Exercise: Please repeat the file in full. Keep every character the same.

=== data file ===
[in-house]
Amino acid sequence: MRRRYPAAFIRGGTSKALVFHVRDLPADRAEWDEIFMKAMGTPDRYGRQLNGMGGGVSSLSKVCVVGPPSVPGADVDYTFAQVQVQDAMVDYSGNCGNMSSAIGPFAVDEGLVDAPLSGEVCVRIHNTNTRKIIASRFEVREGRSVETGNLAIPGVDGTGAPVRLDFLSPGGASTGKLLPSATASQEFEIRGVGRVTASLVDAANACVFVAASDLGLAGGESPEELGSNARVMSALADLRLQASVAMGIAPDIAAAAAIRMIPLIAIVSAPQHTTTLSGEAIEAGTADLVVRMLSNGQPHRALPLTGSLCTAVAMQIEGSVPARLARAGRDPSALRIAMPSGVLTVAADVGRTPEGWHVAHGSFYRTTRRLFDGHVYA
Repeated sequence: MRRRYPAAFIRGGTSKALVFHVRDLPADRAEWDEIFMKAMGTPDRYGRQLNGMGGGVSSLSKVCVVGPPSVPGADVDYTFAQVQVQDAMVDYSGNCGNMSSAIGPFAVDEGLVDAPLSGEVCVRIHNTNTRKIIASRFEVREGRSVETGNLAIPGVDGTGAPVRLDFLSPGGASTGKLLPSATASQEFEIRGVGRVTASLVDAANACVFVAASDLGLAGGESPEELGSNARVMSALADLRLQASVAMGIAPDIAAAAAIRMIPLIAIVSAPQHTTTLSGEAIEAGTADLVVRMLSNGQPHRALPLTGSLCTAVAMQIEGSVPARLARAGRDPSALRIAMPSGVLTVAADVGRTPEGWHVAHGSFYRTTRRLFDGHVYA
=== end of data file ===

[in-house]
Amino acid sequence: MRRRYPAAFIRGGTSKALVFHVRDLPADRAEWDEIFMKAMGTPDRYGRQLNGMGGGVSSLSKVCVVGPPSVPGADVDYTFAQVQVQDAMVDYSGNCGNMSSAIGPFAVDEGLVDAPLSGEVCVRIHNTNTRKIIASRFEVREGRSVETGNLAIPGVDGTGAPVRLDFLSPGGASTGKLLPSATASQEFEIRGVGRVTASLVDAANACVFVAASDLGLAGGESPEELGSNARVMSALADLRLQASVAMGIAPDIAAAAAIRMIPLIAIVSAPQHTTTLSGEAIEAGTADLVVRMLSNGQPHRALPLTGSLCTAVAMQIEGSVPARLARAGRDPSALRIAMPSGVLTVAADVGRTPEGWHVAHGSFYRTTRRLFDGHVYA
Repeated sequence: MRRRYPAAFIRGGTSKALVFHVRDLPADRAEWDEIFMKAMGTPDRYGRQLNGMGGGVSSLSKVCVVGPPSVPGADVDYTFAQVQVQDAMVDYSGNCGNMSSAIGPFAVDEGLVDAPLSGEVCVRIHNTNTRKIIASRFEVREGRSVETGNLAIPGVDGTGAPVRLDFLSPGGASTGKLLPSATASQEFEIRGVGRVTASLVDAANACVFVAASDLGLAGGESPEELGSNARVMSALADLRLQASVAMGIAPDIAAAAAIRMIPLIAIVSAPQHTTTLSGEAIEAGTADLVVRMLSNGQPHRALPLTGSLCTAVAMQIEGSVPARLARAGRDPSALRIAMPSGVLTVAADVGRTPEGWHVAHGSFYRTTRRLFDGHVYA